IRELAND - IFA President Joe Healy said the IFA is very strong in its view that vulnerable low-income sectors like suckler farming must be strongly supported and prioritised for increased targeted direct supports of up to €200 per cow.
He said Agriculture Minister Michael Creed and his Department cannot continue to ignore the severe income crisis in livestock. Saying no to proposals to try and improve suckler incomes is not an option.
Mr Healy said, "IFA has not proposed a straight coupled support of €200 per cow involving a reduction in basic payments. Based on the exceptional low-income levels of €13,000 a year in suckling, it is essential that direct supports for suckler cows are increased. This can be financed through a combination of CAP Pillar I, Pillar II and national funding."
Mr Healy pointed out that when IFA first proposed a strong targeted direct payment for sheep farmers, there was also a very negative reaction from some Government sources. However, since his appointment, Minister Creed has overseen the new €25m sheep welfare scheme introduced in the last Programme for Government.
Ireland's one-million head suckler cow herd is vital to the beef and livestock sector. It provides the marketing image on which the country's quality beef exports and access to the higher-priced retail market outlets are secured.
A study for IFA by UCD Professor of Agricultural Economics Alan Renwick shows that each €1 of support invested in the beef sector, underpins over €4 in output in the Irish economy. At local level, the study showed that the cattle sector is embedded in the local economy, with 80 per cent of cattle output sold in the area and over 90 per cent of inputs sourced in the local area.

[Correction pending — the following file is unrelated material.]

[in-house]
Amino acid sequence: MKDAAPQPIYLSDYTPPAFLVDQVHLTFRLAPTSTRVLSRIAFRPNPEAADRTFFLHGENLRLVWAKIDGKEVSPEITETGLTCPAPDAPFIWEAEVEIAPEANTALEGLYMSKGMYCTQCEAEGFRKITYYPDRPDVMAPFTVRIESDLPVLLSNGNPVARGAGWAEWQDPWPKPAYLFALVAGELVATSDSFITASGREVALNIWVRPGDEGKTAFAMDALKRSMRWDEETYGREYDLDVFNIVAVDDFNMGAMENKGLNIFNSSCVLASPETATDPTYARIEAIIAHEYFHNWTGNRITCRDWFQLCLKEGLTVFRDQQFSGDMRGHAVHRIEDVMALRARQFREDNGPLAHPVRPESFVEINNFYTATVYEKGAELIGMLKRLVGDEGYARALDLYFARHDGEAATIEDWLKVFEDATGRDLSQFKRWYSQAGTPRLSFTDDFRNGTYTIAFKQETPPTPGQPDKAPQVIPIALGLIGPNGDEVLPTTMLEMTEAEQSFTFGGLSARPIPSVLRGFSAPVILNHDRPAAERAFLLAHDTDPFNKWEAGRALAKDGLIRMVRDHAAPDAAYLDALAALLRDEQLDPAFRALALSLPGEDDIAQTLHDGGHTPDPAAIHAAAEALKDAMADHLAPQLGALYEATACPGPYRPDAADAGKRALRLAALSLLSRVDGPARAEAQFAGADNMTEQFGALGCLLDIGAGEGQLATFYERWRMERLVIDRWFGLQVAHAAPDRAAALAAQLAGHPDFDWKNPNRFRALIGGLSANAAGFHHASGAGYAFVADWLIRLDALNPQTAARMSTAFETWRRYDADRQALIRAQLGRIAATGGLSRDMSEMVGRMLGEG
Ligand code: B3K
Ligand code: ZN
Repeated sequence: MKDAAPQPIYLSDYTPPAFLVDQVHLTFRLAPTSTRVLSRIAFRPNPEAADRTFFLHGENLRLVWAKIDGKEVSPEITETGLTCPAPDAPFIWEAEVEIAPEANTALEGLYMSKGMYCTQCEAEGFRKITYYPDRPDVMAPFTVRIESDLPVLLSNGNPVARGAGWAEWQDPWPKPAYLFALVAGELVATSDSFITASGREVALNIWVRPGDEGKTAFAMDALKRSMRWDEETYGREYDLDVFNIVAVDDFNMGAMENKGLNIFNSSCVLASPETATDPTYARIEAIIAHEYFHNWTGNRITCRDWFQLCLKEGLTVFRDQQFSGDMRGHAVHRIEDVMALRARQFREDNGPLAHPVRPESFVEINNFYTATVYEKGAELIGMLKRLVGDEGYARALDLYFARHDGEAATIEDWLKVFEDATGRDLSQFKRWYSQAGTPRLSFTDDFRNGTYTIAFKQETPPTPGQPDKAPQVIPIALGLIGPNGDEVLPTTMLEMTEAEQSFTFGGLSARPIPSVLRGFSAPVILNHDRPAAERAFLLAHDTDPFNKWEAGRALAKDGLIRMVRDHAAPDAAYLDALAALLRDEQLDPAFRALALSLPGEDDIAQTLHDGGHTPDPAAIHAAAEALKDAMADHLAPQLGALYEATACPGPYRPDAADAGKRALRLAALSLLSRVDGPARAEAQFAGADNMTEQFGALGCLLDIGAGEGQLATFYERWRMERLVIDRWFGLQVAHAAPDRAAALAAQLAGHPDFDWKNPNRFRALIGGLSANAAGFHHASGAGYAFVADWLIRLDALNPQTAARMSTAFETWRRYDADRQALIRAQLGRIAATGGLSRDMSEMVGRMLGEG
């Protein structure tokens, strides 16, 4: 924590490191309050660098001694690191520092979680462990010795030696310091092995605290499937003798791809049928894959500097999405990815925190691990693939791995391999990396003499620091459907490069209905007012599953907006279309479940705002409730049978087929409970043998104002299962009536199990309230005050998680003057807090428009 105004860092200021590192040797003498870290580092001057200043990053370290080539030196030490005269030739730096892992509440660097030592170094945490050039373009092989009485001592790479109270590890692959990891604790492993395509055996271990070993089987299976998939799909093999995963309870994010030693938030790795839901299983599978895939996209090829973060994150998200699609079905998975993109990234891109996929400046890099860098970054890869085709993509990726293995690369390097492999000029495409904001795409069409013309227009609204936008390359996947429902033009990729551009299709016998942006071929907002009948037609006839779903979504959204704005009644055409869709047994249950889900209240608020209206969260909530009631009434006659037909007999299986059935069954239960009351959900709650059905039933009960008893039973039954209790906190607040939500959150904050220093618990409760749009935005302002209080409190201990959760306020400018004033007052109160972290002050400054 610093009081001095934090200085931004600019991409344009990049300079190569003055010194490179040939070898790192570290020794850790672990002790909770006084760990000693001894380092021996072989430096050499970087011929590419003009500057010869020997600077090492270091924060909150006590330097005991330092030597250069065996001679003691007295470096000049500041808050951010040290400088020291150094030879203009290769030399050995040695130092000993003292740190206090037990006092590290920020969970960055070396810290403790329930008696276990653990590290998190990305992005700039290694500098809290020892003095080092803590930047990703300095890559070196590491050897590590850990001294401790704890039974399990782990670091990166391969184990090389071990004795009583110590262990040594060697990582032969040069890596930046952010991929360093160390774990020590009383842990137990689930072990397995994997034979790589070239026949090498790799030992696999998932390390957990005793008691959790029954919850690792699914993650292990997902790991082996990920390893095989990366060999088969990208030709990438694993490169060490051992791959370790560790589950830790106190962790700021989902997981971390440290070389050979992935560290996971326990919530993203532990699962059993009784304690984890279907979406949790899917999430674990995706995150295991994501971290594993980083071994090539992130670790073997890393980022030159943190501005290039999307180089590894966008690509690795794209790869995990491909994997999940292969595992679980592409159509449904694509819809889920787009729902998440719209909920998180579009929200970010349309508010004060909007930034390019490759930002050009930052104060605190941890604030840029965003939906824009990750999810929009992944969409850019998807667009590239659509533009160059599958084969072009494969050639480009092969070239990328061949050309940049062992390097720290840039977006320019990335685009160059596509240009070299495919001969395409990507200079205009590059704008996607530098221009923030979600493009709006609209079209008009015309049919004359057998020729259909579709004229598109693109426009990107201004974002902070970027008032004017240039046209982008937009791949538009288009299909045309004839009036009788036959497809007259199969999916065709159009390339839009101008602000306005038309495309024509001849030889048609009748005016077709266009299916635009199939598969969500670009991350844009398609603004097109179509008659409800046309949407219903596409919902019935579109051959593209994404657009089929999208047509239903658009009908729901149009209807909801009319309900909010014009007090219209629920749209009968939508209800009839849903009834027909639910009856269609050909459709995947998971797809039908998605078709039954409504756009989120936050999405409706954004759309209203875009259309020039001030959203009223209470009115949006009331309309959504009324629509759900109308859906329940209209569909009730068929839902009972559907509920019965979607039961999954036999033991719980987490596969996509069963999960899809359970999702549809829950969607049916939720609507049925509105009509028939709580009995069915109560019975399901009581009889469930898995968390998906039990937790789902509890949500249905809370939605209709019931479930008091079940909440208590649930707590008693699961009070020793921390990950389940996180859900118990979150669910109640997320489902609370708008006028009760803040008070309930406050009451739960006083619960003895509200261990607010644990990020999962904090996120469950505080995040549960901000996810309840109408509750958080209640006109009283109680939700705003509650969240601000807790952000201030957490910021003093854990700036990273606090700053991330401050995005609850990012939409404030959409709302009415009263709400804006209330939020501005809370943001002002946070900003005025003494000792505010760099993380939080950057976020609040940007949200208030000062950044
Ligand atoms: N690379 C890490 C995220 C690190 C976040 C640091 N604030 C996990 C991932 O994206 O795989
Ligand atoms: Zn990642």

Mr Healy said the €52m Beef Data and Genomics Programme (BDGP) secured by IFA was a positive start in terms of supporting the suckler cow herd and he called on Minister Creed to immediately reopen the BDGP scheme to allow new applicants in 2017, in line with the commitment given in Budget 2017. Based on the fall-off from the original applications in 2015, there is adequate funding to re-open the scheme at this stage.
The IFA President also called on Agriculture Minister Michael Creed to prioritise live exports in 2017. He said with a forecast for an additional 100,000 head of cattle this year, a strong live export trade to markets like Turkey is vital for both price competition and market outlets. In order to provide a vital boost to calf exports at this critical time, Mr Healy said IFA has proposed that the €8 per head charges on live exports be removed and the transport issues to Holland be resolved.
IFA has requested Minister Creed undertake a diplomatic visit to Egypt to get the live export trade to this market moving. In addition IFA has requested that the veterinary certificate for Egypt is amended and more dedicated boats cleared.
TheCattleSite News Desk